In the days of Herod, king of Judea, there was a priest named Zacharias, of the division of Abijah; and he had a wife from the daughters of Aaron, and her name was Elizabeth.
—Luke 1:5

Luke 1:5 begins the story of a miraculous birth that preceded the birth of Jesus: “In the days of Herod, king of Judea.” It’s easy to skip past that phrase. Who was Herod? Herod was the puppet king that Rome had put in place to rule over Palestine. Herod was not a Jew; he was an Edomite. The Edomites hated the Jews. Herod erected pagan temples in Judea and instigated an infanticide against babies two years of age and younger when he found out another king was threatening his rule. These were dark days in Israel. It would be like an Iraqi citizen today saying, “In the days of Saddam Hussein.” Yet it’s against this dark backdrop of distress that God was ready to answer the prayers, not only of one couple but also of an entire nation.

“There was a priest named Zacharias, of the division of Abijah; and he had a wife from the daughters of Aaron, and her name was Elizabeth” (v. 5). The name Zacharias means “the Lord remembers.” He was a priest from one of the orders of Abijah. His wife Elizabeth, whose name means “oath of God,” was of the priestly line of Aaron. But more important than their vocation and their heritage was their character. Luke 1:6 says of Zacharias and Elizabeth, “They were both righteous in the sight of God, walking blamelessly in all the commandments and requirements of the Lord.” Zacharias and Elizabeth were righteous. The word “righteous” is used two different ways in the Bible. Sometimes “righteous” refers to imputed righteousness–the righteousness we receive when we trust in Christ as our Savior. Imputed righteousness deals with our right standing with God. But there is a second kind of righteousness in the Bible, and that is ethical righteousness. Ethical righteousness refers to how we conduct our lives after we are saved.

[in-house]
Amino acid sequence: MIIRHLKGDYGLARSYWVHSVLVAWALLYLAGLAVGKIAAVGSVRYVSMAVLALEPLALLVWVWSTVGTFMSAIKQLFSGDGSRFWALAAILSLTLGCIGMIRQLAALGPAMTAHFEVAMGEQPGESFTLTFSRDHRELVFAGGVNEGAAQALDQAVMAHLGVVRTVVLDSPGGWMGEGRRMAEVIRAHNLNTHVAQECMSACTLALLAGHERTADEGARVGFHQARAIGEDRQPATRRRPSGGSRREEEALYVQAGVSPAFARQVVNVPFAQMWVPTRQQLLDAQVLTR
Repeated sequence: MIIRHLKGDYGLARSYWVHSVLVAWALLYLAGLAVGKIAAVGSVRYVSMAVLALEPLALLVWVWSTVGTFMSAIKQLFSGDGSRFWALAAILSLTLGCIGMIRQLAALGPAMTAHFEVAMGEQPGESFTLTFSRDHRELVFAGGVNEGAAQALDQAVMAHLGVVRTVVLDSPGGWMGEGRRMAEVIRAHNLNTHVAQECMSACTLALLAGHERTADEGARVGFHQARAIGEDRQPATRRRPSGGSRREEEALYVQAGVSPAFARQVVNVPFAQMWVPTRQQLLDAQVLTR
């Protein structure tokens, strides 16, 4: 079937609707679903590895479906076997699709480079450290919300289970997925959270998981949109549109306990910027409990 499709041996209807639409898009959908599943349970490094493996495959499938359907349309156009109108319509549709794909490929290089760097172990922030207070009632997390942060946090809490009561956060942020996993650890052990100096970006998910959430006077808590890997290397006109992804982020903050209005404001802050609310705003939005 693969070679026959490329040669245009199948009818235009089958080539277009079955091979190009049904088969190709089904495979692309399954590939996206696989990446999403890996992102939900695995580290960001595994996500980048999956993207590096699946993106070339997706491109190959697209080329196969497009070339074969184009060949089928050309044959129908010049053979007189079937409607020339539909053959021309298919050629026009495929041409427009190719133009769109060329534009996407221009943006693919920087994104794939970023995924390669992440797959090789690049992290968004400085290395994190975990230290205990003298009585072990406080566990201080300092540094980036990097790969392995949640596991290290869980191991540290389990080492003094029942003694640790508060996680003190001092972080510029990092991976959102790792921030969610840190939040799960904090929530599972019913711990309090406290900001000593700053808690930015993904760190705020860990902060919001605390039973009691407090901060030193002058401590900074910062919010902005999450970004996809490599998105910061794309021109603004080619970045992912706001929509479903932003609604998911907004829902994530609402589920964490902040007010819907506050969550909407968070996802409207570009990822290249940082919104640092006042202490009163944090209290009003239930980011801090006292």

Imputed righteousness is our right standing before God. Ethical righteousness is our right acting before God. And that is the kind of righteousness used to describe this couple. “They were both righteous in the sight of God, walking blamelessly in all the commandments and requirements of the Lord” (v. 6). Does that mean they were perfect? Of course not. They weren’t perfect, but the general direction of their lives moved toward God rather than away from God. That is what it means to walk blamelessly. It means your heart’s desire is to obey God. As we will see, Zacharias had moments of doubt, but the general direction of his life moved toward God rather than away from God.

Aren’t you glad God doesn’t judge the totality of our lives by one or two episodes? Instead He looks at the general direction of our lives. He looks into our motivation and says, “Is this a person who really wants to follow Me?” What about your life? Is the general direction of your life moving you toward God or away from God?

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Today’s devotion is excerpted from “Touched by an Angel” by Dr. Robert Jeffress, 2016.
Scripture quotations are taken from the NEW AMERICAN STANDARD BIBLE®, Copyright © 1960, 1962, 1963, 1968, 1971, 1972, 1973, 1975, 1977, 1995 by The Lockman Foundation. Used by permission.